It is not only China’s actions on the high seas that are enflaming Japanese suspicion and resentment. In recent weeks, China has placed full-page adverts in prominent western newspapers asserting is claim to the islands.

China’s tough posture may have inadvertently helped to elect ultra-conservative Shinzo Abe, the grandson of a wartime minister, as president of the opposition Liberal Democratic Party (LDP). Abe, who was prime minister for a year from September 2006, is already infamous for his support of conservative causes such as amending Japan’s pacifist constitution and introducing legislation to encourage patriotism among Japanese youth. Despite ending his previous pitiable premiership in hospital, supposedly suffering from exhaustion, Abe may yet defeat Prime Minister Noda at the upcoming election.

The ruling Democratic Party of Japan (DPJ) languishes on 14 per cent in the polls. Abe’s LDP fares better on 26 per cent, but can hardly start planning its victory party. Almost half of Japanese voters remain undecided, a damning indictment of the misplaced priorities of Japan’s political elite.

Surveys of public opinion consistently find the economy the issue of top concern to Japanese voters. Since China is Japan’s largest trading partner, current tensions in bilateral relations can only harm Japan’s beleaguered economy. In the face of anti-Japanese protests, hundreds of Japanese businesses in China have been forced to temporarily suspend their operations. Equally, China cannot easily continue to grow without Japanese investment.

Intensifying their nationalist rhetoric in response to Senkakus/Diaoyus crisis has not helped Japanese or Chinese politicians conceal their domestic political woes. Instead, tensions between China and Japan have had negative repercussion for both states, especially in the economic sphere. If Shinzo Abe is elected Japan’s prime minister it will not be because of his hardline stance on the Senkakus/Diaoyus, but because of his opponents’ failure to deliver fiscal responsibility and economic growth. But an Abe victory may be misinterpreted in China as a vote for a conservative-nationalist revival, further heightening tensions between the two countries.

Tina Burrett is an Assistant Professor of International Relations at Temple University, Japan.

 

Former Japanese Prime Minister Junichiro Koizumi. Photograph: Getty Images
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The problem with grammar schools – and the answer to Labour's troubles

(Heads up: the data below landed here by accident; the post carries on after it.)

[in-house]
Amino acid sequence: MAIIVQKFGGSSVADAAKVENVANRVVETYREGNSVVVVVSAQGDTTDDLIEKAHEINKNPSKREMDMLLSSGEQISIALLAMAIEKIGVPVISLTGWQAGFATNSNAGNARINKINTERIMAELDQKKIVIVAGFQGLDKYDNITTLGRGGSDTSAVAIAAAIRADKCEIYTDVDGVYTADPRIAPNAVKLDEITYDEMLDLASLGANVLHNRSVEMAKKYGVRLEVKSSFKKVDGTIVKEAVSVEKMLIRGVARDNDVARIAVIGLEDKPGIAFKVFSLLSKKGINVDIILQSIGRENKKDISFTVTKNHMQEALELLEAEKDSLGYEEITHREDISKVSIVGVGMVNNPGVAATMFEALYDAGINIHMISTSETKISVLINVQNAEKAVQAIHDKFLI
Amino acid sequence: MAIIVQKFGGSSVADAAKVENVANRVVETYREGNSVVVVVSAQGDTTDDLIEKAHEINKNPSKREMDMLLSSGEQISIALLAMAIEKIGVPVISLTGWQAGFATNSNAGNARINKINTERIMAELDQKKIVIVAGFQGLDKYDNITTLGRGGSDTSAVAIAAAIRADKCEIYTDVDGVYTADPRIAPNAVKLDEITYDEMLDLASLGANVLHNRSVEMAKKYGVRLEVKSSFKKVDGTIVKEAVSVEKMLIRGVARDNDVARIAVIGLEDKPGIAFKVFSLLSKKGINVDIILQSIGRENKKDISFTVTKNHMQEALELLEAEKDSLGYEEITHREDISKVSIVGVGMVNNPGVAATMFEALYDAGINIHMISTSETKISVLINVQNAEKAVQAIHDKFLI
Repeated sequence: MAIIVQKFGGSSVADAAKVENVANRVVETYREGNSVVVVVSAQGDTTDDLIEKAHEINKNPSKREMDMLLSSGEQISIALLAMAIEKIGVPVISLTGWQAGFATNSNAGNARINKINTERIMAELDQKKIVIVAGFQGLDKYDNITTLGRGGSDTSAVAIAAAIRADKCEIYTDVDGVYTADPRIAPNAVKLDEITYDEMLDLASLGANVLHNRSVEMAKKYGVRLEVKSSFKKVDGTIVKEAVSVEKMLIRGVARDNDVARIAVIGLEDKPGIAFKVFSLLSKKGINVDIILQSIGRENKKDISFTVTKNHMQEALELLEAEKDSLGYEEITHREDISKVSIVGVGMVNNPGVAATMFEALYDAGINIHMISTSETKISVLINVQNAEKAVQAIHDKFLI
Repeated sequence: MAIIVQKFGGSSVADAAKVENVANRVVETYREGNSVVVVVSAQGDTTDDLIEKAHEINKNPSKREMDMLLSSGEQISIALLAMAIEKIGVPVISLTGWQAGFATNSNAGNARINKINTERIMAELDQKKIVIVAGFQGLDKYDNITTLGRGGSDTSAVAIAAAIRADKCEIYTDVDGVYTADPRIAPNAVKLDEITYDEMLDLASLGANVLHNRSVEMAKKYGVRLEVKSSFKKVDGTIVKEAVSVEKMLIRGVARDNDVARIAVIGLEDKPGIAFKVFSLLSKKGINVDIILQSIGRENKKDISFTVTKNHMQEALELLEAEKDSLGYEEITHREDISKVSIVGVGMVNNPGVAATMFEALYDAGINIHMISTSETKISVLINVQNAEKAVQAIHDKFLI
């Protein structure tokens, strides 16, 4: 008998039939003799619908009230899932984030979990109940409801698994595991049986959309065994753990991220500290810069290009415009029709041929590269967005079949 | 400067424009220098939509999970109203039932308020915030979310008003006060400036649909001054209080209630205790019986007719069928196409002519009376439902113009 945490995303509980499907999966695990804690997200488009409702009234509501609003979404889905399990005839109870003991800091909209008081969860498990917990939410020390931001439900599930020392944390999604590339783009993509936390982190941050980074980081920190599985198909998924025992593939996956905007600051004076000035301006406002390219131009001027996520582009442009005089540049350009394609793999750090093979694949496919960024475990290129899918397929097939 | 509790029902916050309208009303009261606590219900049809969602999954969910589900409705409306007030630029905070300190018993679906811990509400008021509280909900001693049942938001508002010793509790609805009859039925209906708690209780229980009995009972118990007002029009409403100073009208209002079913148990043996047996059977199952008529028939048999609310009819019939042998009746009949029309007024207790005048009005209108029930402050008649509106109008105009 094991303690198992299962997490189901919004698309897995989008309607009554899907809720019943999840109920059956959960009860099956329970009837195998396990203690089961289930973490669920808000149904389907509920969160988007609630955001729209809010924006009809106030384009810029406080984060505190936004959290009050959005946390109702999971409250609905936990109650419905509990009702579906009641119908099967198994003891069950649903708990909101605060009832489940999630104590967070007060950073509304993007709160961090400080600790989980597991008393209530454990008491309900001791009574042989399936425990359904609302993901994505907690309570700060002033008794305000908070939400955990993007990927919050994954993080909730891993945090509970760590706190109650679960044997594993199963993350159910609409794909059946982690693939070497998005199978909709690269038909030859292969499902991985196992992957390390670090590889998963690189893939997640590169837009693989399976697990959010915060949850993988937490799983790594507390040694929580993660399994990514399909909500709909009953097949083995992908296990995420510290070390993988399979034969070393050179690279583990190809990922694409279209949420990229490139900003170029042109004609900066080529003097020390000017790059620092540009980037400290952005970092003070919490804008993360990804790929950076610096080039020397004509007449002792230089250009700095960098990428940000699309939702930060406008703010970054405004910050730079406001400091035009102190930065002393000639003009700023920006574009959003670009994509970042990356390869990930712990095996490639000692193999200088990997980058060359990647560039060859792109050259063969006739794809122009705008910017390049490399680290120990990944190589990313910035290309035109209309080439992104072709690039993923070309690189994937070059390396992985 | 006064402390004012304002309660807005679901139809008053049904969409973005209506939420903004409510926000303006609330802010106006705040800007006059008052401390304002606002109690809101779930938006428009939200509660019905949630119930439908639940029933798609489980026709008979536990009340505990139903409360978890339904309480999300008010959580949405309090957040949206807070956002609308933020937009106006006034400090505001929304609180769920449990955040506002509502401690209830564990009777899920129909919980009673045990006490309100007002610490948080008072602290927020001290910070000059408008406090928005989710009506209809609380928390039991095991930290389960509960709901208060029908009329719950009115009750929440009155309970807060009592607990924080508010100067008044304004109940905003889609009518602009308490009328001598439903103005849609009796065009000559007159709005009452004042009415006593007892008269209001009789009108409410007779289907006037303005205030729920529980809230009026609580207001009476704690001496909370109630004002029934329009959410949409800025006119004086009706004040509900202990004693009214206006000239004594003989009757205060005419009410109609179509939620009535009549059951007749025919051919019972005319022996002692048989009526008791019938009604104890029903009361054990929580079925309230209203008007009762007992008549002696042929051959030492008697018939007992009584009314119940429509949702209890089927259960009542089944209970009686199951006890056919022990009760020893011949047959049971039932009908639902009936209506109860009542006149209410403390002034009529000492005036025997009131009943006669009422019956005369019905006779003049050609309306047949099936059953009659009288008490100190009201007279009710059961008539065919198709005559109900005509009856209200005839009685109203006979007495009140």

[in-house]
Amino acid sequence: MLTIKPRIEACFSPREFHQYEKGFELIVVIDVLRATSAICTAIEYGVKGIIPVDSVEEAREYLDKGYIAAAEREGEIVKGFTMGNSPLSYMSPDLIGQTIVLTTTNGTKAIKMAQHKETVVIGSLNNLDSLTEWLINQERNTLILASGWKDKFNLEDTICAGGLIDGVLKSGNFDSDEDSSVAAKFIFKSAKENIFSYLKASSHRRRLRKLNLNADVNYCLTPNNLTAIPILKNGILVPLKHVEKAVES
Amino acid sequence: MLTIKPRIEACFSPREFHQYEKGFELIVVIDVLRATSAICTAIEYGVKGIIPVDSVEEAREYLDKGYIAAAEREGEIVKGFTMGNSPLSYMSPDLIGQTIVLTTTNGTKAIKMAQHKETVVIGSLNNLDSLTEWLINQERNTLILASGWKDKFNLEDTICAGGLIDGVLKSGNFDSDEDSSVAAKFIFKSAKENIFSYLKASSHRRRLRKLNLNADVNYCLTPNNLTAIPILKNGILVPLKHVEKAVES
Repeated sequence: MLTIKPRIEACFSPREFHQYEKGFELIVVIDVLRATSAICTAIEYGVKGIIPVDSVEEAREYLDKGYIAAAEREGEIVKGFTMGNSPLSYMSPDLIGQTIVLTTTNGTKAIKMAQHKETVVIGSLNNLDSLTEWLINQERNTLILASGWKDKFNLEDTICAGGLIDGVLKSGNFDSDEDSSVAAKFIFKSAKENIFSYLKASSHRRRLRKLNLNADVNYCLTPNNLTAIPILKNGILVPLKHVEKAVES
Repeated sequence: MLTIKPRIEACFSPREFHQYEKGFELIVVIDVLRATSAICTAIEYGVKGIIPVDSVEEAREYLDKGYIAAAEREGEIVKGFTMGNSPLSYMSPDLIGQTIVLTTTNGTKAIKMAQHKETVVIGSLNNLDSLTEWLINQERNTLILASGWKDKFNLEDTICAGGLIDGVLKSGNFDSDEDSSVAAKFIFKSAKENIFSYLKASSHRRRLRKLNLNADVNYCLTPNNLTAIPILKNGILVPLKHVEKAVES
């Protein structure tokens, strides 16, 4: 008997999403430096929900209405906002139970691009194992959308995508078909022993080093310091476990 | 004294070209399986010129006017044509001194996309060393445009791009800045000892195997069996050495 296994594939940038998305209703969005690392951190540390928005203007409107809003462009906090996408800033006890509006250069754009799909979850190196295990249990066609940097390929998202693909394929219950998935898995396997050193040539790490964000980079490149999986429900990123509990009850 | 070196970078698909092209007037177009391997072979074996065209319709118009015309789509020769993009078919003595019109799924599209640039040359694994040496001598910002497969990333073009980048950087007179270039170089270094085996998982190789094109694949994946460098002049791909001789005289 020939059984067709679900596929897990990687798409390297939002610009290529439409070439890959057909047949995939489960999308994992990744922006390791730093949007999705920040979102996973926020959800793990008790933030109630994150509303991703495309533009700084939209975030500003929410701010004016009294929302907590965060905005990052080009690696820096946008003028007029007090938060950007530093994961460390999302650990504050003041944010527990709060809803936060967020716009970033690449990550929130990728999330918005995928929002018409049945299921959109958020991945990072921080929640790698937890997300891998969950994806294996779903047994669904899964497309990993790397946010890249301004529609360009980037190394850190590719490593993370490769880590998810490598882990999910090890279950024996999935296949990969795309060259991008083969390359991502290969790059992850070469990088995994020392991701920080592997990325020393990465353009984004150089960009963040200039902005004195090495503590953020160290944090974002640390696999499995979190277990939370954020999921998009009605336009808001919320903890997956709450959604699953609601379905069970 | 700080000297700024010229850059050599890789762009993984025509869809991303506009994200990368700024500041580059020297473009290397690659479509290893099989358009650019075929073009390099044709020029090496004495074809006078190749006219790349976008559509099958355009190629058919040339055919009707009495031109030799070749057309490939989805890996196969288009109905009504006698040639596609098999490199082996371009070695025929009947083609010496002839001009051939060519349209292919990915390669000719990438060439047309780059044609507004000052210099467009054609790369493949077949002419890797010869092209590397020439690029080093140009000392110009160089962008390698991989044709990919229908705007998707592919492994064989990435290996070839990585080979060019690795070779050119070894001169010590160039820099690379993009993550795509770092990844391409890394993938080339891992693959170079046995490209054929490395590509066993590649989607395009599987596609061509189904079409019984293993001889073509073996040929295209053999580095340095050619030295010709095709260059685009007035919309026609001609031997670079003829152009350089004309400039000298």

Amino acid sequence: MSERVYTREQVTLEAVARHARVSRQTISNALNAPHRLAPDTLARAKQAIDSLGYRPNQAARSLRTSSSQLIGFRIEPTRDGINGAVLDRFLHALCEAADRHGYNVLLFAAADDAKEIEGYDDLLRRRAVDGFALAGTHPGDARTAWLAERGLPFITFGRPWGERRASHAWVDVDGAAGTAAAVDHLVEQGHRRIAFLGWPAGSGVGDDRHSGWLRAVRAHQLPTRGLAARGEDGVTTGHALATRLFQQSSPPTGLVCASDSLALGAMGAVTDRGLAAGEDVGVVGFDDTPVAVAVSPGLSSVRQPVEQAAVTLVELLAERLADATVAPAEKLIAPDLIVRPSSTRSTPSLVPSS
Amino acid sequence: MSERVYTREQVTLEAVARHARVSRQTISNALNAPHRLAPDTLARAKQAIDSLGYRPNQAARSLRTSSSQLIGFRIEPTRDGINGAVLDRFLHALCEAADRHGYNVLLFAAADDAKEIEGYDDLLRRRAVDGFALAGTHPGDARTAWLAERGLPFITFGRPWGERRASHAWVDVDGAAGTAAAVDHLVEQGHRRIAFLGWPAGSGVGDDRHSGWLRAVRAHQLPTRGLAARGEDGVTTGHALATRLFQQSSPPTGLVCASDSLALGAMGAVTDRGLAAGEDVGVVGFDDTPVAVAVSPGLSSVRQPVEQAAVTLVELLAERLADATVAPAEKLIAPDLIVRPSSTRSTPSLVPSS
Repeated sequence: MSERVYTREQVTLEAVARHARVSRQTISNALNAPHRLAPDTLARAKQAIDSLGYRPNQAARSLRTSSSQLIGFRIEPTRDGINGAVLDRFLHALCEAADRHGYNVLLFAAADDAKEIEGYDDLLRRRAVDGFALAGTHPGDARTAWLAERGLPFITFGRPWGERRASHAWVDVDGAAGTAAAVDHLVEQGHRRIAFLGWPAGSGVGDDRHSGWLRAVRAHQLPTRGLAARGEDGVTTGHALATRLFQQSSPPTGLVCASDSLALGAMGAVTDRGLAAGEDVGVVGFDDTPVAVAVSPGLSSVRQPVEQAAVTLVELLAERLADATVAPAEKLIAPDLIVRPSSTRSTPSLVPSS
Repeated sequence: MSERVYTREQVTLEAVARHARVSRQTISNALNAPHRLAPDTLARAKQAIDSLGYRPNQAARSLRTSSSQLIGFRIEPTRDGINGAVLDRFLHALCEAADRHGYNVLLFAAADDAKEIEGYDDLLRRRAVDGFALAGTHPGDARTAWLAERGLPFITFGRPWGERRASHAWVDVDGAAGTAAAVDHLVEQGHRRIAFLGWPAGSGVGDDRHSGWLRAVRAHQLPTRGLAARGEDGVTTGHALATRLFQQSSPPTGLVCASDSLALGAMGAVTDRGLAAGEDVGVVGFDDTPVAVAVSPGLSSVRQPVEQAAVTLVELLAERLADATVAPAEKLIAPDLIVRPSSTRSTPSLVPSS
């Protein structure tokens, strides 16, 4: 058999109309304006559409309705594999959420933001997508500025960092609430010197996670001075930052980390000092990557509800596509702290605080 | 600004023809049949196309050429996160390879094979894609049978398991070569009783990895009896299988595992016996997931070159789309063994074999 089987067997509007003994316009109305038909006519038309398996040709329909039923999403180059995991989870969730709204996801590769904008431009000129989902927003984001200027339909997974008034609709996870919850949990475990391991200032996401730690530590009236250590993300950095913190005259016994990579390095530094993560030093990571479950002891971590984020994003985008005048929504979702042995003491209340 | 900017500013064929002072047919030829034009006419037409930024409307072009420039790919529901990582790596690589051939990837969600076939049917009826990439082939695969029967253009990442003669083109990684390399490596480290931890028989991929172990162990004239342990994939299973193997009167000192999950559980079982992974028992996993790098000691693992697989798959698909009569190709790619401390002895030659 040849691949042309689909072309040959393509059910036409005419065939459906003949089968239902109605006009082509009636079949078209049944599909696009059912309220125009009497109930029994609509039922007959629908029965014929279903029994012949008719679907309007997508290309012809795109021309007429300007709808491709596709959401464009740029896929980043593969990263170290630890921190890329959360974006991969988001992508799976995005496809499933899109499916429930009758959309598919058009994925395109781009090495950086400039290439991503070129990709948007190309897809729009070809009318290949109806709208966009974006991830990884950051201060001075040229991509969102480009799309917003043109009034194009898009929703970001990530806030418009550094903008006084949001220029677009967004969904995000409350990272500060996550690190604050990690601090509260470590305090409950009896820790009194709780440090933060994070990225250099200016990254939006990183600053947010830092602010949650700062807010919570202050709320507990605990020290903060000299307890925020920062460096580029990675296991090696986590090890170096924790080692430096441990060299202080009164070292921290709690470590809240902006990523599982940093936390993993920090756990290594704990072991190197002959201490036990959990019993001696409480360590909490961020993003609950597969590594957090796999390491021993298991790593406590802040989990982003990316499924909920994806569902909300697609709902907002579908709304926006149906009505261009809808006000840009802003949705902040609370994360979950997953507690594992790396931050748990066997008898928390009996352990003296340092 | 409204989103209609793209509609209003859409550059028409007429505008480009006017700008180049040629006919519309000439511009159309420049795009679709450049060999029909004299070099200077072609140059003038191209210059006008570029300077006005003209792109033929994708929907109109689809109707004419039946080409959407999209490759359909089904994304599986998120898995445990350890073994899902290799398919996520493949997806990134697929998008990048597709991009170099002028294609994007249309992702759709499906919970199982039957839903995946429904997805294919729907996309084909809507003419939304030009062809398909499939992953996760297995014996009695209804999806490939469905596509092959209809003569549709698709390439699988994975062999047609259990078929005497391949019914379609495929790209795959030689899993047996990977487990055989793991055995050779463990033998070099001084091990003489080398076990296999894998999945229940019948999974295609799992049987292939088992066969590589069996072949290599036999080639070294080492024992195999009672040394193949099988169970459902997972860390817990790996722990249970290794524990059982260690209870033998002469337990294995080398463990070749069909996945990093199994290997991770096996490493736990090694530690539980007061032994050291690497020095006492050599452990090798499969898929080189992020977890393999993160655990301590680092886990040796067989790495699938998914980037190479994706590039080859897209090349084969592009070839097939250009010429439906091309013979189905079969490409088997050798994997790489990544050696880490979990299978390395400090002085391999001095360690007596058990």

This week's news, from Erdogan the despot, to memories of Disraeli, and coffee and class.

Whom should we be cheering in Turkey? Coups are by their nature ­anti-democratic, whatever the rhetoric of their instigators, but Recep Tayyip Erdogan, the Islamist president, is about as much of a democrat as Vladimir Putin. Once he regained power, he dismissed several thousand judges, putting some under arrest. A large number of journalists were already in prison.

As recently as 1990, nearly half of Turkey’s employed population worked on the land and, even now, the proportion is more than a quarter. Erdogan has ruthlessly exploited the pious, socially conservative instincts of his people, who are rarely more than a generation away from the peasantry (and therefore politically “backward” in the Marxian sense), to win elections and push through economic liberalisation and privatisation. His foreign affairs ministry claims that the aim is to confine the state’s role to health, basic education, social security and defence. That is good enough for most Western governments. Provided he also co-operates in limiting the flow of Middle Eastern migrants into Europe, Erdogan can be as Islamist and authoritarian as he likes.

 

Quick fix for Labour

I have an answer to Labour’s problems. Its MPs should elect their own leader while Jeremy Corbyn continues as party leader. The former, recognised by the Speaker as the leader of the parliamentary opposition, would get the usual state aid for opposition parties. Corbyn would control Labour Party funds and assets.